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Journal of American Folklore 116.460 (2003) 235-236

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Hero Myths: A Reader. Ed. Robert A. Segal. (Oxford: Blackwell Publishers, 2000. Pp. ix + 219, introduction, index.)

Robert A. Segal, well known for his scholarly publications on mythology, for his classic study of Joseph Campbell, and for his recent book Theorizing about Myth (University of Massachusetts Press, 1999), has now published a reader eminently suitable for classroom use. It appears at the right time, since interest in mythology continues unabated on American campuses, and undergraduate mythology courses are increasingly popular. The line-up of the twenty-two hero figures in Segal's reader includes hero myths from distant times and places (Sigurd, Finn, Coyote, Maui, Arjuna, Gilgamesh) as well as a selection from American cultural hagiography (John Henry, George Washington, Davy Crockett, Elvis Presley). Other figures come with interesting and more or less appropriate tags: "national hero" (the duke of Wellington), "class hero" (Robin Hood), "explorer" (Christopher Columbus), "saint hero" (Joan of Arc), "intellectual hero" (Galileo, or rather, Brecht's Galileo), and "madman" (Don Quixote). Ancient Greek (Penthesilea, Prometheus, Oedipus, Sisyphus) and biblical (Eve, Job) hero figures put in a predictable appearance, but not necessarily in a category to which one would automatically assign them. Eve is no longer the mother of all our woe, but rather "the defiant hero" paired off not with Adam but with Prometheus. Job, although he gets it all back in the end, is linked with Oedipus as a "tragic hero." Penthesilea the Amazon queen is designated an honorary male, and so is Joan of Arc; feminists may not agree with this particular classification.

Each of the twenty-two selections is preceded by a short introductory essay likely to generate classroom discussion and a short bibliography useful for orienting student research. But one can always quibble here and there. For instance, with Arjuna, Segal has missed a golden opportunity for gender-bending nomenclature, primarily because the text he uses (R. K. Narayan's retelling of the Mahabharata) fails to note that prior to the great battle Arjuna had lived for a whole year as a eunuch in female dress at the court of King Virata (see book 4 of the Mahabharata in van Buitenen's translation [University of Chicago Press, 1979]). With Gilgamesh I would liked to have seen a link to the current dictator of Iraq, but perhaps such a comparison would have been insulting to the more complex career of the ancient Sumerian "failed hero." In the case of Oedipus, Jean-Joseph Goux (Oedipus, Philosopher, Stanford University Press, 1993) should have been mentioned [End Page 235] for his original discussion of the irregularities of the myth, in particular his theory that the absence of the motif of a trial assigned by a king indicates an absence of initiation, which leaves Oedipus, for all his swollen foot, as the archetypal hero of the swollen-head trip—a hero whose intellectual pretensions are not matched by strength of character. Some mention of Charles Baudouin's study Le triomphe du héros (Plon, 1952)—alas, as yet untranslated—would have been welcome. But there will surely be a second edition for this wonderful reader, and one can hope that Segal will make a few additions here and there.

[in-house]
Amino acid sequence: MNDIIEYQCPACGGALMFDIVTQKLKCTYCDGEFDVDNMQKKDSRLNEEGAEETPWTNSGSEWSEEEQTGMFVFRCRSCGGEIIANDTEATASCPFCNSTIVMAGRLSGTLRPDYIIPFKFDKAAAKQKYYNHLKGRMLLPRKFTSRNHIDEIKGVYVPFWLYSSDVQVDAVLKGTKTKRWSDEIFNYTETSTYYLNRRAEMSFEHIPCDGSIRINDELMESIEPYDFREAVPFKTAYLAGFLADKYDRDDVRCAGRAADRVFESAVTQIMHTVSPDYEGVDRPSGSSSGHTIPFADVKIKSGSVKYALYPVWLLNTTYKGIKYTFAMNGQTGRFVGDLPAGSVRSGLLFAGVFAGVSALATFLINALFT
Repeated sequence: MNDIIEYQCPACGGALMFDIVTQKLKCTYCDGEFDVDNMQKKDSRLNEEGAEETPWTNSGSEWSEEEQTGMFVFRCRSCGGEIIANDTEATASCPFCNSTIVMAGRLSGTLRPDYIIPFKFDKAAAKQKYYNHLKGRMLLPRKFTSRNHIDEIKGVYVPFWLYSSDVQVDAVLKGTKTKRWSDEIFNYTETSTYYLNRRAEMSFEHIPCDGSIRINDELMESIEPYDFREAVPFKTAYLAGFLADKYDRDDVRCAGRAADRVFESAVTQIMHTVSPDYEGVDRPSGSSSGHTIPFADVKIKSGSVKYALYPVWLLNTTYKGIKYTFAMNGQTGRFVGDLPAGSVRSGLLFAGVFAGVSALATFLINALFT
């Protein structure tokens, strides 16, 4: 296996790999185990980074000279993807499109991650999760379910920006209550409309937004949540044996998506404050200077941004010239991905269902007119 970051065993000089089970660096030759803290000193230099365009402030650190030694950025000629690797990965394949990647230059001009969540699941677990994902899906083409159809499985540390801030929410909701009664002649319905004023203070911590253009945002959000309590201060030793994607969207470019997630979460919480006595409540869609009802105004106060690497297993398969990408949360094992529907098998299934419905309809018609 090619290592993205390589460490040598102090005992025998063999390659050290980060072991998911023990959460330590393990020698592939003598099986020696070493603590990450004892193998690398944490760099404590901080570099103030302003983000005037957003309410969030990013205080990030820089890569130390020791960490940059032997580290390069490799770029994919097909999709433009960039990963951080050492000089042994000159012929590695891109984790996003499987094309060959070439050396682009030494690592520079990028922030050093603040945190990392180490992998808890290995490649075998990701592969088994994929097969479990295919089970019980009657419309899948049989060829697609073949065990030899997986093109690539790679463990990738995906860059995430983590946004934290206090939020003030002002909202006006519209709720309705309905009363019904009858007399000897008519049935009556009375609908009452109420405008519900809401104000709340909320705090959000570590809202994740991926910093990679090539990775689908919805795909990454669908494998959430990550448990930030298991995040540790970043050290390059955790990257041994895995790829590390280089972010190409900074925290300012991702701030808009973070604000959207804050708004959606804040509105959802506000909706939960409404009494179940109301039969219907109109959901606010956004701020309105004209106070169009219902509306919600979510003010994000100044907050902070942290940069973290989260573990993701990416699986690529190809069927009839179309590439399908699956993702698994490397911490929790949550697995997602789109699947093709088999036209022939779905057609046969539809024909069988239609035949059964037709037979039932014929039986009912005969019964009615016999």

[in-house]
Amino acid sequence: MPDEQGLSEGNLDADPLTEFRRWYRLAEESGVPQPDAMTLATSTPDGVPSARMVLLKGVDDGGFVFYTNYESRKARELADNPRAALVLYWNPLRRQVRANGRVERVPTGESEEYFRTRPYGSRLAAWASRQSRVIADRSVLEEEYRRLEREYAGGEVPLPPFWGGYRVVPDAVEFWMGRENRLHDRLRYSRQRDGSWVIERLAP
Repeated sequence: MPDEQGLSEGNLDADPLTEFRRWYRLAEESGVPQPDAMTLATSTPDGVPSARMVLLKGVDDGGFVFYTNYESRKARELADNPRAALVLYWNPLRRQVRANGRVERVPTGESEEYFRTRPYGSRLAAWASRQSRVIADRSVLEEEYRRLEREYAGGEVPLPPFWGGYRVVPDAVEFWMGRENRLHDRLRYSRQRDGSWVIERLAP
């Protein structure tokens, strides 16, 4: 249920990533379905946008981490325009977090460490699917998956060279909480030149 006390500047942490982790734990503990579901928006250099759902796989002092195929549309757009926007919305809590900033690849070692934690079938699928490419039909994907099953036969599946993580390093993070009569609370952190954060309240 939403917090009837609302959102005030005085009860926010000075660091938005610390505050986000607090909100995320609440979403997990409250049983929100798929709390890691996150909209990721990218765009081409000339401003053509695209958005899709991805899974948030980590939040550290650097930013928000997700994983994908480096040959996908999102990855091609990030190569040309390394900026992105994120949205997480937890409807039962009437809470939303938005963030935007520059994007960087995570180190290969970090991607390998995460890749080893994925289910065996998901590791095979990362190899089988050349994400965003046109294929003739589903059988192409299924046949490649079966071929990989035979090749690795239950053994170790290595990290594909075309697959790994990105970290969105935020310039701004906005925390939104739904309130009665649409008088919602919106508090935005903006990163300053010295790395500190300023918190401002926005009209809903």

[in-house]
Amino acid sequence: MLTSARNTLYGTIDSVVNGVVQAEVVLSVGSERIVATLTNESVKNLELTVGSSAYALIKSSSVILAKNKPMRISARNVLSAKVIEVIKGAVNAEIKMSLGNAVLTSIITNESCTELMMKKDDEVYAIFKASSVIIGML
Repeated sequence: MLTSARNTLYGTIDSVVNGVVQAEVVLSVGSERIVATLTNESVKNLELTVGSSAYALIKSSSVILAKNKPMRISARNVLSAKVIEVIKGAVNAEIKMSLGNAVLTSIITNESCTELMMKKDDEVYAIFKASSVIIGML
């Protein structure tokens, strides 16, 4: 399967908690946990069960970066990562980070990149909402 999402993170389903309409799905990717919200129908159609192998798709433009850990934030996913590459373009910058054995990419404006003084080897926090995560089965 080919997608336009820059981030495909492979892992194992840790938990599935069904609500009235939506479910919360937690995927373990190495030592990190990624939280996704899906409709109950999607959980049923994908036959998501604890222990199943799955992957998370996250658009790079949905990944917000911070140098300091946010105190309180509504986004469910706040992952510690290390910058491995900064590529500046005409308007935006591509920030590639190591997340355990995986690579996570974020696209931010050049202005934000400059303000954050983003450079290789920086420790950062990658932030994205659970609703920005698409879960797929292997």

It is gratifying to note that, unlike some rival collections in the myths-for-undergraduates marketplace, Segal's reader reprints recent texts and modern translations, not hoary items whose copyright has expired. This decision may have increased the cost of the volume, but it was the right one. Another welcome feature of Hero Myths is its thirty-page introduction, in which Segal provides a succinct and pellucid rundown on modern theories of myth from Carlyle's "great man" view of history to René Girard's anatomy of the hero as the luminous afterimage of the persecuted scapegoat.


Steven S. Walker
Rutgers University



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pp. 235-236
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